On my apartment building’s Facebook page, I asked whether anyone wanted to get together and play Scrabble. More than a few neighbors responded favorably and, a week later, I was throwing down tiles with people who I still consider friends. And through them, I met more neighbors. Fast-forward six months, and I met my now boyfriend, who is the absolute best company. We talk endlessly, and we laugh until our guts ache. Although I still enjoy my alone time, I feel incredibly fulfilled in my social life.

6. Don’t be too hard on yourself

Love of self is most important.

Love of self is most important.

It’s sometimes been tough to avoid the “negative self-talk” monster. Starting all over again isn’t always a smooth road. The bumps were sometimes jabs in my vulnerable self-confidence. It’s funny — cats seem to bounce back easily from mishaps like falling off the edge of the sofa or batting a treat underneath the fridge. In moments, they’ve already forgotten the incidents even happened. I’m still working on that one. I’ve definitely gotten better with leaving the past in the past and focusing on the present, and every day I feel stronger, more self-reliant, and more in love with my true self. Mostly what I feel is gratitude for how far I’ve come in a year, and for what’s ahead in my life. I know one thing for sure: My little kitty teachers will be right by my side.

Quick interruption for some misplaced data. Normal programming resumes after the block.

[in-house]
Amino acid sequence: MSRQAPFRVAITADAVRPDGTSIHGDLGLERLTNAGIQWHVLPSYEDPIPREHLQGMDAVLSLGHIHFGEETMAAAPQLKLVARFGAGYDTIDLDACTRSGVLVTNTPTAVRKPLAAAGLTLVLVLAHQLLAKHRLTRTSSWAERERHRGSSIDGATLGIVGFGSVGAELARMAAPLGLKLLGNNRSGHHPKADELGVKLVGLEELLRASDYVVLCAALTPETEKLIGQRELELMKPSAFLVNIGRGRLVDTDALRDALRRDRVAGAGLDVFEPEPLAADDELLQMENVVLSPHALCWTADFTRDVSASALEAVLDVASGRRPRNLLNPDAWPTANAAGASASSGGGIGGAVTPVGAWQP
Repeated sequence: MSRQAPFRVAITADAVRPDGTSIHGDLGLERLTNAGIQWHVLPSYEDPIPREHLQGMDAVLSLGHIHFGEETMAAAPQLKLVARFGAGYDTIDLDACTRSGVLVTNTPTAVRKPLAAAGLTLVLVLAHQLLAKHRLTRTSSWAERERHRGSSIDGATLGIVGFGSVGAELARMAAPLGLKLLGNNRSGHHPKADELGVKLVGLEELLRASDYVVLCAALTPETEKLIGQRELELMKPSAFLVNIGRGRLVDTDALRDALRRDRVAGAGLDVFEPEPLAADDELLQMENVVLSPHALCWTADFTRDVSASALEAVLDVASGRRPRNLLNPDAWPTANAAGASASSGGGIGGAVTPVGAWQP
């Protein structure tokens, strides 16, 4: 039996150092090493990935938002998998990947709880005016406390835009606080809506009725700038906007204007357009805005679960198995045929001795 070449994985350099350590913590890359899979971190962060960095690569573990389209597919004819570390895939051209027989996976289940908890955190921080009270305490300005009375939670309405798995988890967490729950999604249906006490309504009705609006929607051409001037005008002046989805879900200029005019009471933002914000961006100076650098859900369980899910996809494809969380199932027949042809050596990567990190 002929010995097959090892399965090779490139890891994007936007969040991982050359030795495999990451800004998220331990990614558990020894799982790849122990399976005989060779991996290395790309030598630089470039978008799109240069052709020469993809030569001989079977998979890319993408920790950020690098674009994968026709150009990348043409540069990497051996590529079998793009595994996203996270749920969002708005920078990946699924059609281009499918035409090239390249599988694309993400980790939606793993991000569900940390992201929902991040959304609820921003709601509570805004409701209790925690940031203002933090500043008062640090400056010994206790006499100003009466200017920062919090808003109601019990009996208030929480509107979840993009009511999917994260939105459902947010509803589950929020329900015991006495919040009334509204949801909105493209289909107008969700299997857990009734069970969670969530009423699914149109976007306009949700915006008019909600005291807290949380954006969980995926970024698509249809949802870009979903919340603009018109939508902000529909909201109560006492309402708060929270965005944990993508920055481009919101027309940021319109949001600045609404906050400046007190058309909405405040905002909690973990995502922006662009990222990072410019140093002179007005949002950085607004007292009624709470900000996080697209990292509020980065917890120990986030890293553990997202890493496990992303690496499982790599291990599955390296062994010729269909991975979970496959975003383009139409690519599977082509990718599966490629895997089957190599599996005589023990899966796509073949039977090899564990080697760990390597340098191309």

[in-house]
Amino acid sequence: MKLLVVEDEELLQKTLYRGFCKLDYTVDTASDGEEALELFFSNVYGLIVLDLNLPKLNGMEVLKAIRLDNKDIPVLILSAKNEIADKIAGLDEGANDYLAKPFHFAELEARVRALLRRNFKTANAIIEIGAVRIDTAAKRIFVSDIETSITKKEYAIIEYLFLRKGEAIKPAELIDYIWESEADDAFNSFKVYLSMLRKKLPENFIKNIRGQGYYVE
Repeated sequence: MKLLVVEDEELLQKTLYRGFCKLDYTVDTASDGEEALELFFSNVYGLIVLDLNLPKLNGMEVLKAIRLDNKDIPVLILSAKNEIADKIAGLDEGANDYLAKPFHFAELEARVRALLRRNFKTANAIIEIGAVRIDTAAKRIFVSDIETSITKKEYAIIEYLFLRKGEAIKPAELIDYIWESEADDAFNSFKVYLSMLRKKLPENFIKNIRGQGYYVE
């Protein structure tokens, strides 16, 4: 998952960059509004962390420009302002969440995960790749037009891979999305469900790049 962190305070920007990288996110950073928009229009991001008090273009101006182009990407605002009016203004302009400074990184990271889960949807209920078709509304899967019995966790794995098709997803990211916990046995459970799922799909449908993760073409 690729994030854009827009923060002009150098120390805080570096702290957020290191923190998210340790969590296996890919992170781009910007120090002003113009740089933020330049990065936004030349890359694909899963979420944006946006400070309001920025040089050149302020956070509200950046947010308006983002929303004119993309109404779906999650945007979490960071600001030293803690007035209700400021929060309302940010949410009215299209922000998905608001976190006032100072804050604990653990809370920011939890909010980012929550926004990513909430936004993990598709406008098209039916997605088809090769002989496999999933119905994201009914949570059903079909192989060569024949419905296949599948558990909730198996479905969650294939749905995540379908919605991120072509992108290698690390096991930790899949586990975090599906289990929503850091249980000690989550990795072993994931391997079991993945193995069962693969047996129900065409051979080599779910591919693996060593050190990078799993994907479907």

Have your cats taught you valuable lessons? Tell us about them in the comments.